The CSIS Global Health Policy Center produced this video, following a bipartisan congressional staff delegation to Ethiopia in February 2014. The video is designed to bring the voices of Ethiopian women and girls, as well as champions of family planning, into the U.S. policy discussion. Through the voices of rural women at health posts, health extension workers, and an Orthodox priest, along with an official of the Ministry of Health and the First Lady, the video vividly highlights the importance of family planning as a core component of Ethiopia’s development. The full report can be found here: csis.org/files/publication/140417_Fleischman_FamilyPlanningEthiopia_Web.pdf.
The winners of the first PRIX IRIS in Amsterdam were made public in the Netherland. This EUROPEAN MEDIA AWARD for equality and tolerance aims to award that contributes to greater mutual understanding, thereby bridging the gap between cultures and societies.
The winner in the category TV Non-Fiction is: BLACK IS BEAUTIFUL? (Svart är vackert?), directors: Ulf Hultberg and Åsa Faringer, produced by Original Film AB.
The independent jury had to make a choice from over 130 entries from 25 European countries.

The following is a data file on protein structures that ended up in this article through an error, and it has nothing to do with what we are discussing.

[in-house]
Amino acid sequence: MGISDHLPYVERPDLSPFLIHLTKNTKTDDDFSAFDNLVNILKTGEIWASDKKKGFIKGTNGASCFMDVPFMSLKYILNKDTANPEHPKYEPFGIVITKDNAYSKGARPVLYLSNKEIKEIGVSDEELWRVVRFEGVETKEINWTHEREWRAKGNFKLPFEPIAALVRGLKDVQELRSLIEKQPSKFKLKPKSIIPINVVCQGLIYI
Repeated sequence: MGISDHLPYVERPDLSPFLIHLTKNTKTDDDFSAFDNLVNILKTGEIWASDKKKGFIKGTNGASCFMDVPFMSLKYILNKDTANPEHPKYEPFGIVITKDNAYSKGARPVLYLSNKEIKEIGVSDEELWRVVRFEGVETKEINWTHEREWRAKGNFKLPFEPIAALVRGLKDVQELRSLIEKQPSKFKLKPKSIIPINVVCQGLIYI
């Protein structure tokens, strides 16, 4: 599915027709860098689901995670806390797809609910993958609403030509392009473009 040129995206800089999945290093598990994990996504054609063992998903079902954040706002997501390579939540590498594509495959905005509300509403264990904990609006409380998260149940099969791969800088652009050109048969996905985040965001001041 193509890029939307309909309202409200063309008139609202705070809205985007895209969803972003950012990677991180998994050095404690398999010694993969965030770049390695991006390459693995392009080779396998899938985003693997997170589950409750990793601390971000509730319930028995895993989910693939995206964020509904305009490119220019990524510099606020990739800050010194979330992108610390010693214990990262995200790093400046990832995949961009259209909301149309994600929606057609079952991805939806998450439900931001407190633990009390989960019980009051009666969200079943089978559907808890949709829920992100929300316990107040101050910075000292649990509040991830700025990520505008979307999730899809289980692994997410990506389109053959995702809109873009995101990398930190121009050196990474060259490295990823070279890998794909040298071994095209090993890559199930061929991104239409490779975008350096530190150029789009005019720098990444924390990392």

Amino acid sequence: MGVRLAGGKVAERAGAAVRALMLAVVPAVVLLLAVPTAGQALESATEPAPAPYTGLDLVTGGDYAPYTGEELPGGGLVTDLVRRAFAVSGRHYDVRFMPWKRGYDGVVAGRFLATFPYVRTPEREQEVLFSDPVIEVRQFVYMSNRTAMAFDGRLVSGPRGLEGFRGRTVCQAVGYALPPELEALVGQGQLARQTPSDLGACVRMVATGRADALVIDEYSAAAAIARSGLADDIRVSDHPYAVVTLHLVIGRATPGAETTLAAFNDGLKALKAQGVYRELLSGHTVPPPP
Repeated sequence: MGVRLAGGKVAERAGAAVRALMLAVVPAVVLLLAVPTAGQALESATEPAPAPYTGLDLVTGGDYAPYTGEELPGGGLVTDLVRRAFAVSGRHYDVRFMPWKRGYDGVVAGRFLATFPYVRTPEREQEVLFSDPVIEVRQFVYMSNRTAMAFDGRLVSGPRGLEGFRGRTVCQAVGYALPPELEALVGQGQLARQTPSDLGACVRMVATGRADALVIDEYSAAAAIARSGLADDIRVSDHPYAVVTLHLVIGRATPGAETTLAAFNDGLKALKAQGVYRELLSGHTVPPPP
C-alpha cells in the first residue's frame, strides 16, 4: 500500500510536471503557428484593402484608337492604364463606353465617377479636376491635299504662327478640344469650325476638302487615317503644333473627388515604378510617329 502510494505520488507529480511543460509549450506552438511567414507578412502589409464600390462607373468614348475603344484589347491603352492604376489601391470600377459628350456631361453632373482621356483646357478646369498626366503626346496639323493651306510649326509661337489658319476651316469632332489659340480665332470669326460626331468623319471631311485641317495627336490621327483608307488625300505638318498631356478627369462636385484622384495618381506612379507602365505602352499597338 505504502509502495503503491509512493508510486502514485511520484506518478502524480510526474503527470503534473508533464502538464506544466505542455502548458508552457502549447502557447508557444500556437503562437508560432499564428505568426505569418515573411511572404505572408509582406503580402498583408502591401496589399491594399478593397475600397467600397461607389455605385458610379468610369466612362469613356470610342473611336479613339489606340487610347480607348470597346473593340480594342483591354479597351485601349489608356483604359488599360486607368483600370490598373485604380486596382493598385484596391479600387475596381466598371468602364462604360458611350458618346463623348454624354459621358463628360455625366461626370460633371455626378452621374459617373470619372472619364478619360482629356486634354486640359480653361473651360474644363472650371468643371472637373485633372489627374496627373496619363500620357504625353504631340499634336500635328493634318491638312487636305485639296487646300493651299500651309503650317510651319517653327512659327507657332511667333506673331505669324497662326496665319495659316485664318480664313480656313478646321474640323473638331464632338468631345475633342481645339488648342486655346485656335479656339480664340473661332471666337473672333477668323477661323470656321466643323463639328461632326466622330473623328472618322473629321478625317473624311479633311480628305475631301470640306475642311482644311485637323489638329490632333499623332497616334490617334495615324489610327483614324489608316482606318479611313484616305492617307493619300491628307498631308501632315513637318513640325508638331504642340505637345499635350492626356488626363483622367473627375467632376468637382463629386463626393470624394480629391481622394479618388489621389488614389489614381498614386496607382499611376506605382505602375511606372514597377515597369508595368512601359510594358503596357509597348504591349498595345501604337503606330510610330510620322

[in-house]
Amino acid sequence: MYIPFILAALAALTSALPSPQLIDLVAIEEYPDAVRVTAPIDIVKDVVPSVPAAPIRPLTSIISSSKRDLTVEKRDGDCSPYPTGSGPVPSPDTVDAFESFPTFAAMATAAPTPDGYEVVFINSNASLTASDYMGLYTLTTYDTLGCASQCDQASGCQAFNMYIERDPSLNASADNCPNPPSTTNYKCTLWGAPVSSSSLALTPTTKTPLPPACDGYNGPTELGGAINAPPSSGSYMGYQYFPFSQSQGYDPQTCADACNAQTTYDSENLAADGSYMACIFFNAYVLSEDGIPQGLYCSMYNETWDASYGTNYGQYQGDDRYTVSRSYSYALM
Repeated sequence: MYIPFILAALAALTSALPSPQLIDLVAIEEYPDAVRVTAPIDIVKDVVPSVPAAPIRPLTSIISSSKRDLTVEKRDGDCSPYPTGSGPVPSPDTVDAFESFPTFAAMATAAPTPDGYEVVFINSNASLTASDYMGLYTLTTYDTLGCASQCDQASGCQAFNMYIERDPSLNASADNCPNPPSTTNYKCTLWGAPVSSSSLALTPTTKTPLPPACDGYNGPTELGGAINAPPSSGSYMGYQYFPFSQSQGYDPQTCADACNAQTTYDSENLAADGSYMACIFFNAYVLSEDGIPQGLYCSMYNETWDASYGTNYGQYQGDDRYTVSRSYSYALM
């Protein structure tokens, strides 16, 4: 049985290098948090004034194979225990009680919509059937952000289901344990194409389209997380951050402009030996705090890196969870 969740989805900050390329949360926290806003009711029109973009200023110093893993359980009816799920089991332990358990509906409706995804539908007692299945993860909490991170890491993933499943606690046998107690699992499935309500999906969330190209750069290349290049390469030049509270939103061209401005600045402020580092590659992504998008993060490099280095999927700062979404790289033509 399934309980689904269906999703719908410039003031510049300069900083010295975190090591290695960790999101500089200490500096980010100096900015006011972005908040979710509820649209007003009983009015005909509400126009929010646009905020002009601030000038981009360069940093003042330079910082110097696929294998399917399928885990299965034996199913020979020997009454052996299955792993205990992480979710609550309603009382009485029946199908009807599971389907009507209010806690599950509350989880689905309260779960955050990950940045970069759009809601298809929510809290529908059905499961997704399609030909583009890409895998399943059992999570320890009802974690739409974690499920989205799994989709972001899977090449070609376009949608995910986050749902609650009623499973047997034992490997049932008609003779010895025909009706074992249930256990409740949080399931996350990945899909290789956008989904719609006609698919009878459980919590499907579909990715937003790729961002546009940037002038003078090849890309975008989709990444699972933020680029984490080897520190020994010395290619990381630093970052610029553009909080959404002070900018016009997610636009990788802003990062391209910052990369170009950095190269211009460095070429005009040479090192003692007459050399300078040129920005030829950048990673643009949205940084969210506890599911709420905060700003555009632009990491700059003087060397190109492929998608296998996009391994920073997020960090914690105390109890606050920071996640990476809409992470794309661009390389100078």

The jury motivated her choice for Black is Beautiful?, Scandinavian co-production as follows:
“A multicultural district in Stockholm. Some would call it a ghetto. The district is called Rinkeby. The girl is named Margitu, a Sweed born and bred in Rinkeby, but black.
‘Sometimes I feel like an Ethiopian, sometimes like a Russian. But a lot of the time I feel like a Swede.’ The documentary Black is Beautiful? is perhaps half fiction, owing to the intensive use of music and mood editing, but it is based on the diary of this young girl and told us by the directors Ulf Hultberg and Åsa Faringer and is clearly non-fiction. We have seldom seen an anti-racist video statement, which is so universally moving. Television is emotion and Hultberg and Faringer understand that. They have earned with their approach the description renewing. It is power lies in the way it brings the viewer into Margitu’s innocent childhood and makes real the menaces of racism. Because of its quality and potential effect on the viewers the jury decided to give this entry the first PRIX IRIS price for Non-Fiction programming in the year 1996.”
Ethiopia's first ever video-mapping show premiered the debut single of a brand new girl band accompanied by Ethiopian musical superstar Haile Roots.
The video-mapping show took place on the front of the National Theatre in Addis Ababa and was part of an event to launch Yegna, a music-based radio show created to help girls in Ethiopian unleash their potential.